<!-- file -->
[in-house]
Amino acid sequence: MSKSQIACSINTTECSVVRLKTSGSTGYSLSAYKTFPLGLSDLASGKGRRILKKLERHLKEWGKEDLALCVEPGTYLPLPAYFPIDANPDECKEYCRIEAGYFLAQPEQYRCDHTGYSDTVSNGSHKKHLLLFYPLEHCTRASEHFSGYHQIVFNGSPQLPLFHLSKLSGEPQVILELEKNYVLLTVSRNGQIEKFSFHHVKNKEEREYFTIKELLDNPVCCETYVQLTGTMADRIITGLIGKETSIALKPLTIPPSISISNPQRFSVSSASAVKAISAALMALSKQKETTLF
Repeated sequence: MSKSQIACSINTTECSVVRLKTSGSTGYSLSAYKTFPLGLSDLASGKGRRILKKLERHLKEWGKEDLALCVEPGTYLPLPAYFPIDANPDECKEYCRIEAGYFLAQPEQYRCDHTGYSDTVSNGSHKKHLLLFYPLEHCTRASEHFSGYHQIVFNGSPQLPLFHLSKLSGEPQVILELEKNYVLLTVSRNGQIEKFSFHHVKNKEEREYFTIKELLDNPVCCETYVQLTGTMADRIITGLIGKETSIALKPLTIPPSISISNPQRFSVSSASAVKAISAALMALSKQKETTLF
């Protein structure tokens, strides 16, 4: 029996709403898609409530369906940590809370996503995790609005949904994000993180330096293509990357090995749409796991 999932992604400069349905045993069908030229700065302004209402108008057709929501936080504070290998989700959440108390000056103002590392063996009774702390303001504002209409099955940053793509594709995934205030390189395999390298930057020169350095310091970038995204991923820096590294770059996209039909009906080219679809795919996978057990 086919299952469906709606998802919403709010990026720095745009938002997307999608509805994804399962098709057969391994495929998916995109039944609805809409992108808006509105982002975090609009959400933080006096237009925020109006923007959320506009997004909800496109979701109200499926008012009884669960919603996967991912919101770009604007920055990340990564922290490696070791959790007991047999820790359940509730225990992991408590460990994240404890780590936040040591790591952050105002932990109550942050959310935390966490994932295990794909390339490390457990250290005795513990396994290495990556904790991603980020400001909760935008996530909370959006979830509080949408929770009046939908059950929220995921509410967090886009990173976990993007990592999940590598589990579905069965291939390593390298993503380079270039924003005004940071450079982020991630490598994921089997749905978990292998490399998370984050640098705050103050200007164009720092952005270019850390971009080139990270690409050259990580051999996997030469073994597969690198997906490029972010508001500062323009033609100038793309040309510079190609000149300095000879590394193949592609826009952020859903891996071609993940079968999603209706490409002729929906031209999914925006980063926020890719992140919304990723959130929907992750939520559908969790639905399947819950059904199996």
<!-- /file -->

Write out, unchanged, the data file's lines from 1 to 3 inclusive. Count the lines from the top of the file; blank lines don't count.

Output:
[in-house]
Amino acid sequence: MSKSQIACSINTTECSVVRLKTSGSTGYSLSAYKTFPLGLSDLASGKGRRILKKLERHLKEWGKEDLALCVEPGTYLPLPAYFPIDANPDECKEYCRIEAGYFLAQPEQYRCDHTGYSDTVSNGSHKKHLLLFYPLEHCTRASEHFSGYHQIVFNGSPQLPLFHLSKLSGEPQVILELEKNYVLLTVSRNGQIEKFSFHHVKNKEEREYFTIKELLDNPVCCETYVQLTGTMADRIITGLIGKETSIALKPLTIPPSISISNPQRFSVSSASAVKAISAALMALSKQKETTLF
Repeated sequence: MSKSQIACSINTTECSVVRLKTSGSTGYSLSAYKTFPLGLSDLASGKGRRILKKLERHLKEWGKEDLALCVEPGTYLPLPAYFPIDANPDECKEYCRIEAGYFLAQPEQYRCDHTGYSDTVSNGSHKKHLLLFYPLEHCTRASEHFSGYHQIVFNGSPQLPLFHLSKLSGEPQVILELEKNYVLLTVSRNGQIEKFSFHHVKNKEEREYFTIKELLDNPVCCETYVQLTGTMADRIITGLIGKETSIALKPLTIPPSISISNPQRFSVSSASAVKAISAALMALSKQKETTLF